4.13.1 The Conditional Operator (?:)
x > 0 ? x : -x // The absolute value of x
The operands of the conditional operator may be of any type. The first operand is evaluated and interpreted as a boolean. If the value of the first operand is truthy, then the second operand is evaluated, and its value is returned. Otherwise, if the first operand is falsy, then the third operand is evaluated and its value is returned. Only one of the second and third operands is evaluated, never both.
While you can achieve similar results using the if statement ( §5.4.1 ), the ?: operator often provides a handy shortcut. Here is a typical usage, which checks to be sure that a variable is defined (and has a meaningful, truthy value) and uses it if so or provides a default value if not:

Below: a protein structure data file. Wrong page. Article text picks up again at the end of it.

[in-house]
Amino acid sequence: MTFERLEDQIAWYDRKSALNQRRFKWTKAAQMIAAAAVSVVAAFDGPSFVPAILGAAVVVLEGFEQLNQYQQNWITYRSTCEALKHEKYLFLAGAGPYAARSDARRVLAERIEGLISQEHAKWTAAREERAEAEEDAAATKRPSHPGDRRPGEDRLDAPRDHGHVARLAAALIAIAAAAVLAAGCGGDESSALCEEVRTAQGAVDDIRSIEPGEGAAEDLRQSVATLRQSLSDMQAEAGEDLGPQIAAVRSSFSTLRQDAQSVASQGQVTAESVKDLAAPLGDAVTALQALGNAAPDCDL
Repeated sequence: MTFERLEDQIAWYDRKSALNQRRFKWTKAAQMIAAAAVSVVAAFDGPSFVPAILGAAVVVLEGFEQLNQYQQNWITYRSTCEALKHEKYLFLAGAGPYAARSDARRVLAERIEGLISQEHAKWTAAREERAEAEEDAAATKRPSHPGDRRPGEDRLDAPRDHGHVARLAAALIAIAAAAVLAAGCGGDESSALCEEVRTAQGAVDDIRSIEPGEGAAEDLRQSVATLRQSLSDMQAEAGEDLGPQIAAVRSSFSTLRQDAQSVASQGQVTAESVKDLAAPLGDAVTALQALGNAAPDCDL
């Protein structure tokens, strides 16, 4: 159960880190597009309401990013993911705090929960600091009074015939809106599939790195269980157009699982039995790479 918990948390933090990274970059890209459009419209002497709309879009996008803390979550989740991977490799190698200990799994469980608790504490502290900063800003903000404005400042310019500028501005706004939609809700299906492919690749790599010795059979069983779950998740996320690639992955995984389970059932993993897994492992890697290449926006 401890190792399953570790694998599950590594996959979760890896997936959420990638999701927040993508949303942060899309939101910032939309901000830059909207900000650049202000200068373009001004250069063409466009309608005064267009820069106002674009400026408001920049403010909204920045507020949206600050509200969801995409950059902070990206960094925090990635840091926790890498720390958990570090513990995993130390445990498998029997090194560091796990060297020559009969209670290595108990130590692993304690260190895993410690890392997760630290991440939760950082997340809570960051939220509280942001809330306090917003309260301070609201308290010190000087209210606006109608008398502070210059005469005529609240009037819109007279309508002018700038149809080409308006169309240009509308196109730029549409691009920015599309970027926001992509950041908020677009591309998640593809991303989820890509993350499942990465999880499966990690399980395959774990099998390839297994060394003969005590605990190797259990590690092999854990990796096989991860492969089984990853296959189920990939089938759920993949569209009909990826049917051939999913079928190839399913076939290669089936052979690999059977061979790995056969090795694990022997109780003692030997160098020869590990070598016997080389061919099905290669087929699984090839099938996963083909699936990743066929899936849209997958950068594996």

greeting = "hello " + (username ? username : "there");
This is equivalent to, but more compact than, the following if statement:
greeting = "hello "; if (username)
greeting += username; else欢迎转载,转载请注明来自一手册:http://yishouce.com/book/1/31331.html